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Chaplin’s Innocent Eyes

Gregg Goldston “The Argument”

Okay everyone knows who Charlie Chaplin was. Well, even if you have not seen his films… (now I start wondering if there is any teenager reading this…)

Marcel Marceau adored Chaplin and he studied Chaplin for many years. That is also a well known story in the world of mime art.

If you have a chance, try to look really closely at Chaplin’s innocent eyes and character. We call that type of character “the cookie” . This term came from Gregg’s funny story about a parrot’s way to ask her owner for a cookie.
She always made the request irresistibly charming.

We study that “cookie” in our class. Because those Chaplin’s eyes can get inside people’s heart, like lovable baby eyes.

I already wrote about some eye muscle exercises to make the perfect frames for strong thoughts. But I would also like to write about something most essential for all artists who deal with thoughts, which is the “inside” of your eyeballs.

A decade ago, Gregg told me this shocking quote:

“Someday in the future, you will have to face how you really see the world. You may avoid facing this for now, but because you are a serious mime, it will eventually come back to you and will beat you.”

What a quote… This made me think deeply for years about the link between my psychological state and performance quality. Overtime, I slowly processed what he meant by “how you see the world”.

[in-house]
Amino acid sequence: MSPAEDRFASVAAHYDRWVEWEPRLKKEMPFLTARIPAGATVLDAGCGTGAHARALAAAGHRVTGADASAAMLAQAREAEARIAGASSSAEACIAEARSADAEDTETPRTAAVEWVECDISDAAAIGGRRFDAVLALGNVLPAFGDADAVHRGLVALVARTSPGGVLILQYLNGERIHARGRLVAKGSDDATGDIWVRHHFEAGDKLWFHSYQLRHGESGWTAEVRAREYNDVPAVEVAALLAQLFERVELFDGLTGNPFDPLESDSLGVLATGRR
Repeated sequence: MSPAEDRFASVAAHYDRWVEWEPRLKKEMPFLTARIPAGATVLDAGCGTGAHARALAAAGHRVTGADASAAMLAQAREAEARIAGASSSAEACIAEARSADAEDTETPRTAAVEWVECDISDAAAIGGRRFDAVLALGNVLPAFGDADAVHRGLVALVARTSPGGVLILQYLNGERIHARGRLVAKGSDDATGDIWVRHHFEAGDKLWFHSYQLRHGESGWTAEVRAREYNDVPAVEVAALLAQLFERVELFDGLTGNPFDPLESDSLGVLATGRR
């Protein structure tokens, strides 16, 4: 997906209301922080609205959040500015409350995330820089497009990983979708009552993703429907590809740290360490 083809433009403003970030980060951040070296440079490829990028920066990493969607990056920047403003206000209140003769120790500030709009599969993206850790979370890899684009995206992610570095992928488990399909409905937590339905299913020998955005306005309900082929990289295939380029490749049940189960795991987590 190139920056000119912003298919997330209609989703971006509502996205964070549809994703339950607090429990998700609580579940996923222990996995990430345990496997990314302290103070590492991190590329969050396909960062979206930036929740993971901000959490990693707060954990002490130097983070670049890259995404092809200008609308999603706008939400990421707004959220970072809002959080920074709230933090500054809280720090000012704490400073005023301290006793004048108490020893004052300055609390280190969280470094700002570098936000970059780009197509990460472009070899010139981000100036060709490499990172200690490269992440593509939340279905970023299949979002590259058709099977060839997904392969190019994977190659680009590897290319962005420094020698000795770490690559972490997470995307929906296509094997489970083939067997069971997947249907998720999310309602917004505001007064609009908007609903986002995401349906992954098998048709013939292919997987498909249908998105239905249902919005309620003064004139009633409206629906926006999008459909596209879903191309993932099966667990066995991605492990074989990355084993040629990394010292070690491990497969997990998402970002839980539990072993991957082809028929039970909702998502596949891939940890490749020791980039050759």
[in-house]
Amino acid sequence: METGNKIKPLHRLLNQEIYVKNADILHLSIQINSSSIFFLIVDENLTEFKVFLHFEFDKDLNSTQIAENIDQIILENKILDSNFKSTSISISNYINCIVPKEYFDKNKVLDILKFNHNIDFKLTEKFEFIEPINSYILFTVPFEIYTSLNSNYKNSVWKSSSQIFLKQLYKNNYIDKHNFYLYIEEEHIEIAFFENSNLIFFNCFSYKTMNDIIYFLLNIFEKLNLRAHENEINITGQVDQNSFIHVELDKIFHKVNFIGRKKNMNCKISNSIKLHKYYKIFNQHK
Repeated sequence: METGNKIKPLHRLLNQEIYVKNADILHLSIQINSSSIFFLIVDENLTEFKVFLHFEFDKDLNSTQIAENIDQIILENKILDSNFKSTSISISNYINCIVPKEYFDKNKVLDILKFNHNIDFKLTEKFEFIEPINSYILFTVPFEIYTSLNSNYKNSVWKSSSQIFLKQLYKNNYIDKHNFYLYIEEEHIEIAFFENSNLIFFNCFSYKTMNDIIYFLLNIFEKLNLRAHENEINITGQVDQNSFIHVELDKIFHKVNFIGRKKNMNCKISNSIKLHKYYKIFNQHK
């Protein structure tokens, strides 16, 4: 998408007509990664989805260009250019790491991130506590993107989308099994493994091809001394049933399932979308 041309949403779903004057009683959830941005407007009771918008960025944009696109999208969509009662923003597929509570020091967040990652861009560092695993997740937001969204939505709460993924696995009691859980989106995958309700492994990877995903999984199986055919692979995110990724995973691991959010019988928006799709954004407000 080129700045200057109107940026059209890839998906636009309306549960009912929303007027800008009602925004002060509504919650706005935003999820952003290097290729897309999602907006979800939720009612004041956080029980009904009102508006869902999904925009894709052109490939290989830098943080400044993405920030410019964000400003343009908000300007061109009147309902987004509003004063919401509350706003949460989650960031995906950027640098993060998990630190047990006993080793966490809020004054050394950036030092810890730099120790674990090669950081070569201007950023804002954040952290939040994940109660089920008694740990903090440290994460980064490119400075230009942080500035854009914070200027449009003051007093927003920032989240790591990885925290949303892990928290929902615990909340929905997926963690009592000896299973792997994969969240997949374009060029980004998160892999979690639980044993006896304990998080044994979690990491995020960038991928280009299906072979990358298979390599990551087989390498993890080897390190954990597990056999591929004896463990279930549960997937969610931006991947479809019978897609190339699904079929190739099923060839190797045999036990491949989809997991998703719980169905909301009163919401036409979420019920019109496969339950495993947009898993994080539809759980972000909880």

This applies to other art forms as well, but especially in mime, because we convey the story mostly through thoughts coming out from our eyes, audience notices if our eyes are not “innocent”. Pure thoughts cannot come through opaque eyes.

If we are holding fears, shyness, insecurity, self consciousness, competitive consciousness, evilness…, or any mental state that shuts our heart, our believable thoughts cannot reach the audience. What the audience sees is a set of empty eyes with no real thoughts inside. And often, the audience unwillingly witnesses the dark shadow in our subconsciousness.

Have you ever watched a well written mime play with very skilled performers, but for some unknown reason you felt sick of watching? That is probably the shadow you accidentally witnessed.

Here is a quote by the jazz trumpeter Dizzy Gillespie saying exactly the same thing in “Dizzy” by Lee Tanner.

“The first thing we must keep in mind about a musician is that the music he plays is a reflection of his true self. His music might not be what you, the listener, thinks he is, but truly, he can no more escape himself through his playing than we can escape the contingent world in which we are placed, except through death. You are what you are; that is reality, you can’t escape it. And the reality of the musician – especially the jazz musicians – is that the music is a continuance of himself.”

Audience is a symbol of your world. And in your subconsciousness, the world you see is a reflection of how you see “yourself”.

How do you see and feel your world? Can you truly love and trust your world, which is a reflection of your true self? Can you share your thoughts as if there is no border (proscenium) between you and your world? Can you freely allow your audience to become “you” and live your emotional moments? Universality in this art form is disturbed if “yourself” is not living in universality.